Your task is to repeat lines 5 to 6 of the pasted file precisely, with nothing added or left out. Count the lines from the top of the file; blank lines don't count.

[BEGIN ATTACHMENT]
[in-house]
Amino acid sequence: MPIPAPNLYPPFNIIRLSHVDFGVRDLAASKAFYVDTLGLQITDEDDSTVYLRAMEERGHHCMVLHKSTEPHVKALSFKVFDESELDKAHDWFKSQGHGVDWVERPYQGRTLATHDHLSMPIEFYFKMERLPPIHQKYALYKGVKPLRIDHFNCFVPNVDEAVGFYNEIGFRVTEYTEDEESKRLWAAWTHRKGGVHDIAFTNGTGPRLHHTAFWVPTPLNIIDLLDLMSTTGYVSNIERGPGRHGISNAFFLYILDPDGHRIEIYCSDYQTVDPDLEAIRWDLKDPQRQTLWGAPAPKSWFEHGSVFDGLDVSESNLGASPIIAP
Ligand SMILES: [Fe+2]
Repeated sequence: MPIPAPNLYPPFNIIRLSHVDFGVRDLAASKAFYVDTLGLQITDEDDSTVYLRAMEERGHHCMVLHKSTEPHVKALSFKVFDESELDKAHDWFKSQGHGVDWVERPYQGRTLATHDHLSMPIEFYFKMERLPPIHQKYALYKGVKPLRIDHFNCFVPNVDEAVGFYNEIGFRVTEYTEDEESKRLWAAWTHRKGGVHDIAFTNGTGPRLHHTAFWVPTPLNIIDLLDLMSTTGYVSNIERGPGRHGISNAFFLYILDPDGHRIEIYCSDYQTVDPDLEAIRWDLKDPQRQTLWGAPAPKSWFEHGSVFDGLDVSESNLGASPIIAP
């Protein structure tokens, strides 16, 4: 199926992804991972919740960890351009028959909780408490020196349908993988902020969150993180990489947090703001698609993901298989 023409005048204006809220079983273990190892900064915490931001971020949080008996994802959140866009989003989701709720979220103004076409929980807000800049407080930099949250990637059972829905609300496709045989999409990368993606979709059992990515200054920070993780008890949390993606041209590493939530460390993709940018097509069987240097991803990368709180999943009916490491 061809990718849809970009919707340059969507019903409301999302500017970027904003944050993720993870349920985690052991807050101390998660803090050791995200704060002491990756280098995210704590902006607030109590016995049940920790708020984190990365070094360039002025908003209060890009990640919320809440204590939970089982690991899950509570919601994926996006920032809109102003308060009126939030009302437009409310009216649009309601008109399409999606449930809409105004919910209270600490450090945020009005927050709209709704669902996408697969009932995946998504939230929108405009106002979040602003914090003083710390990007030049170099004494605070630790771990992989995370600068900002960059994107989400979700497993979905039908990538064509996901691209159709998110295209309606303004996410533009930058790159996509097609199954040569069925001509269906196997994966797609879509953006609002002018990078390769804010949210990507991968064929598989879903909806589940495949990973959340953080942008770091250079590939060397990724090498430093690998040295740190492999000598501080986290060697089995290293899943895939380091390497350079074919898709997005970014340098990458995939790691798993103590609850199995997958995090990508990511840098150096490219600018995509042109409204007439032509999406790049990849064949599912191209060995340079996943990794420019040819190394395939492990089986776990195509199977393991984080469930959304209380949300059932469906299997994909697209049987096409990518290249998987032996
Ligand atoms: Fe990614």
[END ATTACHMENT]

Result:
């Protein structure tokens, strides 16, 4: 199926992804991972919740960890351009028959909780408490020196349908993988902020969150993180990489947090703001698609993901298989 023409005048204006809220079983273990190892900064915490931001971020949080008996994802959140866009989003989701709720979220103004076409929980807000800049407080930099949250990637059972829905609300496709045989999409990368993606979709059992990515200054920070993780008890949390993606041209590493939530460390993709940018097509069987240097991803990368709180999943009916490491 061809990718849809970009919707340059969507019903409301999302500017970027904003944050993720993870349920985690052991807050101390998660803090050791995200704060002491990756280098995210704590902006607030109590016995049940920790708020984190990365070094360039002025908003209060890009990640919320809440204590939970089982690991899950509570919601994926996006920032809109102003308060009126939030009302437009409310009216649009309601008109399409999606449930809409105004919910209270600490450090945020009005927050709209709704669902996408697969009932995946998504939230929108405009106002979040602003914090003083710390990007030049170099004494605070630790771990992989995370600068900002960059994107989400979700497993979905039908990538064509996901691209159709998110295209309606303004996410533009930058790159996509097609199954040569069925001509269906196997994966797609879509953006609002002018990078390769804010949210990507991968064929598989879903909806589940495949990973959340953080942008770091250079590939060397990724090498430093690998040295740190492999000598501080986290060697089995290293899943895939380091390497350079074919898709997005970014340098990458995939790691798993103590609850199995997958995090990508990511840098150096490219600018995509042109409204007439032509999406790049990849064949599912191209060995340079996943990794420019040819190394395939492990089986776990195509199977393991984080469930959304209380949300059932469906299997994909697209049987096409990518290249998987032996
Ligand atoms: Fe990614």